M. Zehner welcomed the MPO and highlighted Wellesley’s recent leadership change, with Executive Director Hans Larsen retiring and Blythe Robinson taking on the role. He proceeded with highlighting a few planning and development initiatives. The town has entered into a partnership with Edge Sports Group to develop a site on Route 9 into a 150,000 ft² indoor recreational facility. With the Metropolitan Area Planning Council (MAPC), the town completed the Route 9 Enhancement Study and Plan, resulting in approximately 50 recommendations for the corridor. Wellesley is also creating a Unified Plan, which consists of updating its Comprehensive Master Plan, and which will become a strategic plan for the Town.

4.    Chair’s Report—David Mohler, MassDOT

There was none.

5.    Committee Chairs’ Reports

There were none.

6.    Regional Transportation Advisory Council Report—Tegin Bennett, Chair, Regional Transportation Advisory Council

T. Bennett shared that the Advisory Council will meet on March 8. The 3C Documents Committee will meet prior to the Advisory Council.

7.    Executive Director’s Report—Karl Quackenbush, Executive Director, MPO Staff

K. Quackenbush reminded members and attendees that MPO staff would be hosting Office Hours following the meeting.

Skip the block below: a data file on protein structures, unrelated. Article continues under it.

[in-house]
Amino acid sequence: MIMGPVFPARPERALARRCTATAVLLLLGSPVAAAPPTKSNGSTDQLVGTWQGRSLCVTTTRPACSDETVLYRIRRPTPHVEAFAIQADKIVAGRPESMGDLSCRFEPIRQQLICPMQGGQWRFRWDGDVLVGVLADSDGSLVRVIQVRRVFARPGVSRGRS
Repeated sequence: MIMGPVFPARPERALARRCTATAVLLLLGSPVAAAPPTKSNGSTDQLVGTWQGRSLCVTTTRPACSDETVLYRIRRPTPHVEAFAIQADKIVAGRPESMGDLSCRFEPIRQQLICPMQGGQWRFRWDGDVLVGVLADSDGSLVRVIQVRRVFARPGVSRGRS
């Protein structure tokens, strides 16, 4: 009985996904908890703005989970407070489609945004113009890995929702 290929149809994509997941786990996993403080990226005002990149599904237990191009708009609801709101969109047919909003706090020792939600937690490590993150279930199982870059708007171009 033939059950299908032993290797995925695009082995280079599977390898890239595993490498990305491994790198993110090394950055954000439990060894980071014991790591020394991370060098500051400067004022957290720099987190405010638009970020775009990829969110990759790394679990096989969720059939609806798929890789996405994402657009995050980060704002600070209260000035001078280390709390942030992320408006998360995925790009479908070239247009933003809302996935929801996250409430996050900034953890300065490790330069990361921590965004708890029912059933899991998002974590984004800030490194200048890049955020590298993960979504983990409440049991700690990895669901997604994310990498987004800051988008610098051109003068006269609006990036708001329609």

8.    Approval of Meeting Minutes—Róisín Foley, MPO Staff

A motion to approve the minutes of the meeting of February 2, 2017 was made by the Regional Transportation Advisory Council (T. Bennett), and seconded by the City of Boston (Boston Transportation Department) (Jim Gillooly). The motion carried.

A motion to approve the minutes of the meeting of February 16, 2017 was made by the Regional Transportation Advisory Council (T. Bennett), and seconded by the City of Boston (Boston Transportation Department) (J. Gillooly). The motion carried.

9.    Action Item: Draft Federal Fiscal Years (FFYs) 2017–21 Transportation Improvement Program (TIP) Amendment 2— Alexandra (Ali) Kleyman, MPO Staff

A. Kleyman presented the Draft Federal Fiscal Years (FFYs) 2017-21 Transportation Improvement Program (TIP) Amendment 2 for approval.

Materials: Posted to MPO Meeting Calendar

1.    Draft Amendment Two to the FFYs 2017-21 Transportation Improvement Program: Full table with all programmed funds and changes proposed by Amendment Two

2.    FFYs 2017-2021 Transportation Improvement Program Draft Amendment Two Summary: A table summarizing changes proposed by Amendment Two